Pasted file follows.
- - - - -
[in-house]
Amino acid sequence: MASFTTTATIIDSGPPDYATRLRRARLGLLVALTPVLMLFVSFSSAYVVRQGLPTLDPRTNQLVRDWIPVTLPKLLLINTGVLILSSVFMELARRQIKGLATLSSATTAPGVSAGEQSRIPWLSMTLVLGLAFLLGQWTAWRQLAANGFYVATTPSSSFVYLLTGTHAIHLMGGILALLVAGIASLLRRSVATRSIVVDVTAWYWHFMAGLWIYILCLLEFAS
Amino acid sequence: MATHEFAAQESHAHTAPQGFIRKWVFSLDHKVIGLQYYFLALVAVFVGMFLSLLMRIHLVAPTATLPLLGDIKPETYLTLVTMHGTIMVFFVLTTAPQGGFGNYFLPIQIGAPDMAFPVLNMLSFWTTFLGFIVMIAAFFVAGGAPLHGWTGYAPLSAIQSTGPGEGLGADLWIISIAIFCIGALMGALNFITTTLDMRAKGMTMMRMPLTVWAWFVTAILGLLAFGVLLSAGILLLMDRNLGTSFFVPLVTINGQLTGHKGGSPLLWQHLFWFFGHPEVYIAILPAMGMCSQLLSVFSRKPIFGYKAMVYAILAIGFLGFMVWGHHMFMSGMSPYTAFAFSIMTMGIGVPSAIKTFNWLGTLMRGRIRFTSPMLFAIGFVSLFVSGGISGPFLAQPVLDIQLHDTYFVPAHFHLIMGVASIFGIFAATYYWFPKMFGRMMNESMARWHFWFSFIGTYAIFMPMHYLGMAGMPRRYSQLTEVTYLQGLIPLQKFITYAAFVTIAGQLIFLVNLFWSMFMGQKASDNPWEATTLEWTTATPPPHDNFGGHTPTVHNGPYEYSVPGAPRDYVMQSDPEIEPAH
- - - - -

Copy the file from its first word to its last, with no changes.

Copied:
[in-house]
Amino acid sequence: MASFTTTATIIDSGPPDYATRLRRARLGLLVALTPVLMLFVSFSSAYVVRQGLPTLDPRTNQLVRDWIPVTLPKLLLINTGVLILSSVFMELARRQIKGLATLSSATTAPGVSAGEQSRIPWLSMTLVLGLAFLLGQWTAWRQLAANGFYVATTPSSSFVYLLTGTHAIHLMGGILALLVAGIASLLRRSVATRSIVVDVTAWYWHFMAGLWIYILCLLEFAS
Amino acid sequence: MATHEFAAQESHAHTAPQGFIRKWVFSLDHKVIGLQYYFLALVAVFVGMFLSLLMRIHLVAPTATLPLLGDIKPETYLTLVTMHGTIMVFFVLTTAPQGGFGNYFLPIQIGAPDMAFPVLNMLSFWTTFLGFIVMIAAFFVAGGAPLHGWTGYAPLSAIQSTGPGEGLGADLWIISIAIFCIGALMGALNFITTTLDMRAKGMTMMRMPLTVWAWFVTAILGLLAFGVLLSAGILLLMDRNLGTSFFVPLVTINGQLTGHKGGSPLLWQHLFWFFGHPEVYIAILPAMGMCSQLLSVFSRKPIFGYKAMVYAILAIGFLGFMVWGHHMFMSGMSPYTAFAFSIMTMGIGVPSAIKTFNWLGTLMRGRIRFTSPMLFAIGFVSLFVSGGISGPFLAQPVLDIQLHDTYFVPAHFHLIMGVASIFGIFAATYYWFPKMFGRMMNESMARWHFWFSFIGTYAIFMPMHYLGMAGMPRRYSQLTEVTYLQGLIPLQKFITYAAFVTIAGQLIFLVNLFWSMFMGQKASDNPWEATTLEWTTATPPPHDNFGGHTPTVHNGPYEYSVPGAPRDYVMQSDPEIEPAH